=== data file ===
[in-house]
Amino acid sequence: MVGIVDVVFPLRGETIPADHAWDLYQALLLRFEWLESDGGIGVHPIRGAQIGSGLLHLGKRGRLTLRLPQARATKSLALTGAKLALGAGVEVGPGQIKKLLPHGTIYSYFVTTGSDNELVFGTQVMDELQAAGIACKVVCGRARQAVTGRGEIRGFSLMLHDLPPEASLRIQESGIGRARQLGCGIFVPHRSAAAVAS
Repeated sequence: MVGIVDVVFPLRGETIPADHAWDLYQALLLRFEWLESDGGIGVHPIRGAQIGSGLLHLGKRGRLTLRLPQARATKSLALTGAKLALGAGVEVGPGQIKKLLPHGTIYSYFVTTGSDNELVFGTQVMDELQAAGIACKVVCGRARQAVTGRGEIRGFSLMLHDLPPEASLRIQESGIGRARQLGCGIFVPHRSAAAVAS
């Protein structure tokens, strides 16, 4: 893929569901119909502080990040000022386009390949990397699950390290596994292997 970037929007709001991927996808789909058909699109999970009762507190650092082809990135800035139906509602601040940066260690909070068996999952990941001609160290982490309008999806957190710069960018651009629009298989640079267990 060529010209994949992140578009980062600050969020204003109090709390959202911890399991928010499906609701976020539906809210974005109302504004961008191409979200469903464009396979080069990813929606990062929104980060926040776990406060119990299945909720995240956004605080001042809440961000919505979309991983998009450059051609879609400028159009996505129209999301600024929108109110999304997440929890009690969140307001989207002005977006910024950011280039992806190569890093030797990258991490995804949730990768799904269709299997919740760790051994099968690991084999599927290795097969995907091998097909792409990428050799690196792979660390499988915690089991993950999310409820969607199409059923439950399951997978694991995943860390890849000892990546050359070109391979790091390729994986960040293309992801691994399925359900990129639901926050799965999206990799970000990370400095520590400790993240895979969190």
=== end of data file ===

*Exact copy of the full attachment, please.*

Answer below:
[in-house]
Amino acid sequence: MVGIVDVVFPLRGETIPADHAWDLYQALLLRFEWLESDGGIGVHPIRGAQIGSGLLHLGKRGRLTLRLPQARATKSLALTGAKLALGAGVEVGPGQIKKLLPHGTIYSYFVTTGSDNELVFGTQVMDELQAAGIACKVVCGRARQAVTGRGEIRGFSLMLHDLPPEASLRIQESGIGRARQLGCGIFVPHRSAAAVAS
Repeated sequence: MVGIVDVVFPLRGETIPADHAWDLYQALLLRFEWLESDGGIGVHPIRGAQIGSGLLHLGKRGRLTLRLPQARATKSLALTGAKLALGAGVEVGPGQIKKLLPHGTIYSYFVTTGSDNELVFGTQVMDELQAAGIACKVVCGRARQAVTGRGEIRGFSLMLHDLPPEASLRIQESGIGRARQLGCGIFVPHRSAAAVAS
């Protein structure tokens, strides 16, 4: 893929569901119909502080990040000022386009390949990397699950390290596994292997 970037929007709001991927996808789909058909699109999970009762507190650092082809990135800035139906509602601040940066260690909070068996999952990941001609160290982490309008999806957190710069960018651009629009298989640079267990 060529010209994949992140578009980062600050969020204003109090709390959202911890399991928010499906609701976020539906809210974005109302504004961008191409979200469903464009396979080069990813929606990062929104980060926040776990406060119990299945909720995240956004605080001042809440961000919505979309991983998009450059051609879609400028159009996505129209999301600024929108109110999304997440929890009690969140307001989207002005977006910024950011280039992806190569890093030797990258991490995804949730990768799904269709299997919740760790051994099968690991084999599927290795097969995907091998097909792409990428050799690196792979660390499988915690089991993950999310409820969607199409059923439950399951997978694991995943860390890849000892990546050359070109391979790091390729994986960040293309992801691994399925359900990129639901926050799965999206990799970000990370400095520590400790993240895979969190």